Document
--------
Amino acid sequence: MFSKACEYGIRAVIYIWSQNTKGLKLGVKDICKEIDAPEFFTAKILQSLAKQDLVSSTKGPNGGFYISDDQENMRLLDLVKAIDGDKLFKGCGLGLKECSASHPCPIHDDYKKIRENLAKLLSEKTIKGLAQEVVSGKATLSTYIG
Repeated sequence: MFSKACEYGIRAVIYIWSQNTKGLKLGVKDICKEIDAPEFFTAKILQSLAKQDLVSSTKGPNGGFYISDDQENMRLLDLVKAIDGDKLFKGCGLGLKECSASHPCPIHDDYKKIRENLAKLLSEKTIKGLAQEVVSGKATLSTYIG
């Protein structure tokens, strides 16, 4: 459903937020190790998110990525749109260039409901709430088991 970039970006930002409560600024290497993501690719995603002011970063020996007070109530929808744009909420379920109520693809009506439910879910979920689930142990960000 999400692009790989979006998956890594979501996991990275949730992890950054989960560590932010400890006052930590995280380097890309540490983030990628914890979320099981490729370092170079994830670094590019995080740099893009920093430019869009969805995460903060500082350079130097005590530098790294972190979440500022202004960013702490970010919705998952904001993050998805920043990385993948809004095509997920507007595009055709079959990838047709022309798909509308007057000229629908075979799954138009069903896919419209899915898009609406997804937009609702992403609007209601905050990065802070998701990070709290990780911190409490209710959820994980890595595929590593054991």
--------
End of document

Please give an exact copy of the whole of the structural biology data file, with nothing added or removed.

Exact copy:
Amino acid sequence: MFSKACEYGIRAVIYIWSQNTKGLKLGVKDICKEIDAPEFFTAKILQSLAKQDLVSSTKGPNGGFYISDDQENMRLLDLVKAIDGDKLFKGCGLGLKECSASHPCPIHDDYKKIRENLAKLLSEKTIKGLAQEVVSGKATLSTYIG
Repeated sequence: MFSKACEYGIRAVIYIWSQNTKGLKLGVKDICKEIDAPEFFTAKILQSLAKQDLVSSTKGPNGGFYISDDQENMRLLDLVKAIDGDKLFKGCGLGLKECSASHPCPIHDDYKKIRENLAKLLSEKTIKGLAQEVVSGKATLSTYIG
């Protein structure tokens, strides 16, 4: 459903937020190790998110990525749109260039409901709430088991 970039970006930002409560600024290497993501690719995603002011970063020996007070109530929808744009909420379920109520693809009506439910879910979920689930142990960000 999400692009790989979006998956890594979501996991990275949730992890950054989960560590932010400890006052930590995280380097890309540490983030990628914890979320099981490729370092170079994830670094590019995080740099893009920093430019869009969805995460903060500082350079130097005590530098790294972190979440500022202004960013702490970010919705998952904001993050998805920043990385993948809004095509997920507007595009055709079959990838047709022309798909509308007057000229629908075979799954138009069903896919419209899915898009609406997804937009609702992403609007209601905050990065802070998701990070709290990780911190409490209710959820994980890595595929590593054991």